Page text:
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"Determination"; Stanford Supp_ what matters to you and why ?


MiaB 8 / 25  
Dec 26, 2012   #1
Hello ;

Here's my response to Stanford Supplement's question : "What matters to you and why ? "

Please point out any wordines, grammar, and ponctuation errors. Thanks a lot !

"Determination". The very strong will to always go forehead and give our best, heading to the top on our path to excellence. I've never been afraid of shooting the moon, and doing so is of such relevance to me that it has become a sort of necessary axiom to every single one of my moves. The very deep belief that we would end up being the best is what, according to me, leads us to this so-desired position.

Winston Churchill once said: "Success is not final, failure is not fatal: it is the courage to continue that counts." This quote has always been of a great inspiration; it epitomizes one set of values that matter a lot to me. Thus, I believe that one should never give up on his dreams and aspirations, no matter how impossible they seem to fulfill. Throwing the sponge is the worst thing one can do for himself.

For instance, a few weeks ago, my math and physics teachers suggested that I participate in the "Concours GĂŠnĂŠral", a very competitive French exam, rewarding the most talented students (Each year, every teacher picks some of his students that he feels can succeed in this contest). They highlighted the abominably brilliant aspect of this exam, telling me that the questions asked each year are close to impossible to answer. My math teacher even handed me a topic that was considered "easy" and on which I spent hours to eventually come up with the knack that would help solve the problem. Even my teachers told me that on some questions, they happen to completely dry up. I knew that once they sign me up to this prestigious contest, I would enter a sinuous road, hard to cross, but not impossible.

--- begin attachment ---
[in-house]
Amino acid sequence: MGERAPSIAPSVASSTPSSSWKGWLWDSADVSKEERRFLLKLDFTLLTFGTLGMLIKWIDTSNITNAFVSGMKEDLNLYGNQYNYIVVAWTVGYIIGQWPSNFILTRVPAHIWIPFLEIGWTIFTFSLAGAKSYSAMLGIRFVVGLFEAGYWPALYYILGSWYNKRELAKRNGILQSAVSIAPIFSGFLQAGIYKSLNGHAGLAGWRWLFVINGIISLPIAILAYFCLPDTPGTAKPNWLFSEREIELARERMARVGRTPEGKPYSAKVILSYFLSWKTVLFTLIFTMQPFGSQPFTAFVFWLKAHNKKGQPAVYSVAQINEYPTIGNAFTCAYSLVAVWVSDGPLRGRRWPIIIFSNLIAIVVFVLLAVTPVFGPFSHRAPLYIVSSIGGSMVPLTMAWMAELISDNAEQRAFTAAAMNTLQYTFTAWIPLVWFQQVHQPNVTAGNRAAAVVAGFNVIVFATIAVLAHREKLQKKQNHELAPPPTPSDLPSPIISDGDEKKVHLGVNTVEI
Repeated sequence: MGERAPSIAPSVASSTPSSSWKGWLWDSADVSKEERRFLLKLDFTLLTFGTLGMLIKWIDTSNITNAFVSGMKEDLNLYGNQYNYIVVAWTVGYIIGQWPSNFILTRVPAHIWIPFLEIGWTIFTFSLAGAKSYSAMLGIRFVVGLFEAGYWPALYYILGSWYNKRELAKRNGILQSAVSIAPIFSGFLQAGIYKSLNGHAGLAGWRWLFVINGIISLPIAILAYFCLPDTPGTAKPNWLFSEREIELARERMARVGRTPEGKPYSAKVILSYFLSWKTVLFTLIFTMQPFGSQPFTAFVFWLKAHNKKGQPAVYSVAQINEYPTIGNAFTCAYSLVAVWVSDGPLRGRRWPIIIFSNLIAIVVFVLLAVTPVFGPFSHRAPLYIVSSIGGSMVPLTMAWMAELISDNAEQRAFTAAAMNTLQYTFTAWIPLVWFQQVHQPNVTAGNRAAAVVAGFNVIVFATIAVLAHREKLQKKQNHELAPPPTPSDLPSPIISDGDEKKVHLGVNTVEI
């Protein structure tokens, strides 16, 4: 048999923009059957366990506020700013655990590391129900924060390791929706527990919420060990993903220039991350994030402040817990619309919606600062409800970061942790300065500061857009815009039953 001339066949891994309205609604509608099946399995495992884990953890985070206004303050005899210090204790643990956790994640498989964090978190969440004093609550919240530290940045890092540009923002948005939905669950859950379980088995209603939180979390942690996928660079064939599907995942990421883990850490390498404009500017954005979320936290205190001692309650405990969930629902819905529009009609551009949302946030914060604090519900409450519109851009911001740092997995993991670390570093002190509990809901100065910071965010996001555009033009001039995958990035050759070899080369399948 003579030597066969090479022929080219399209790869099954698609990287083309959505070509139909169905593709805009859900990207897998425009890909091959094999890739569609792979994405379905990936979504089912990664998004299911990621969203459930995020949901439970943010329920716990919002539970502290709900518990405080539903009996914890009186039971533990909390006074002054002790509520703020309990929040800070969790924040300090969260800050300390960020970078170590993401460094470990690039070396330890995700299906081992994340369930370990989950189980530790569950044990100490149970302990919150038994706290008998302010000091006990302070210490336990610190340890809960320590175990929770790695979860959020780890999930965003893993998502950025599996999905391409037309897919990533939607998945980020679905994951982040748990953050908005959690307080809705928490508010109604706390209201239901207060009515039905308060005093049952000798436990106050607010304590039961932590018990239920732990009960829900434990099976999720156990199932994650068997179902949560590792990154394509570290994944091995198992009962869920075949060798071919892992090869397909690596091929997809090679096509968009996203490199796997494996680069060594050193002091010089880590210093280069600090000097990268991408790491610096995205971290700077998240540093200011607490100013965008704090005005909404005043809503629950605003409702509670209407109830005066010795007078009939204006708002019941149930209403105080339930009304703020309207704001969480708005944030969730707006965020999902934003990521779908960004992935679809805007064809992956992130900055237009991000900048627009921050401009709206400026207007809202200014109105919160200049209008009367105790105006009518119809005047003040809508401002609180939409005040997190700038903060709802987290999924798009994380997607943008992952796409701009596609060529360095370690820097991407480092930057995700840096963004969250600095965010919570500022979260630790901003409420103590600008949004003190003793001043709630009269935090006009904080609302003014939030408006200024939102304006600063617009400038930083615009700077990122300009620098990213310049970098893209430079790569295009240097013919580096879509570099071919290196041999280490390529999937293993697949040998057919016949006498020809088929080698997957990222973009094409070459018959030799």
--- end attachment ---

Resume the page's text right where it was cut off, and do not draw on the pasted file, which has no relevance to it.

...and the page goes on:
So, how could I say "no" and not take this huge opportunity to show what I'm worth even if it meant additional hours of hard-work and preparation?

Both of my teachers eventually signed me up, in addition to my English teacher. So, here am I, preparing for three "Concours gĂŠnĂŠraux" as knowing that nothing is grated, but still doing my best to reach the top.

Therefore, what matters to me is to fight to achieve our really ambitious goals. As Brian Littrel said: "Shoot for the moon. Even if you miss, you'll land among the stars."
nogbutor17 - / 4  
Dec 27, 2012   #2
I think forehead is supposed to be forward lol. Doing so is of such relevance is awkward maybe you could say so much that doing so

has become a necessary...etc. I think this so-desired position should be that so-desired position. I don't think the for instance is necessary and think you should just lead into your example without it. At the end nothing is grated should be nothing is granted. I see what matters to you but I don't really see the why. Your example shows your determination but why are you determined to face your goals? Did someone influential teach you that? Did a certain experience make you gain determination from then on? If so, I think you should include that and cut a little out of your French exam example. I hope I helped you a little :) It would be great if you could edit my common app essay too thanks :)


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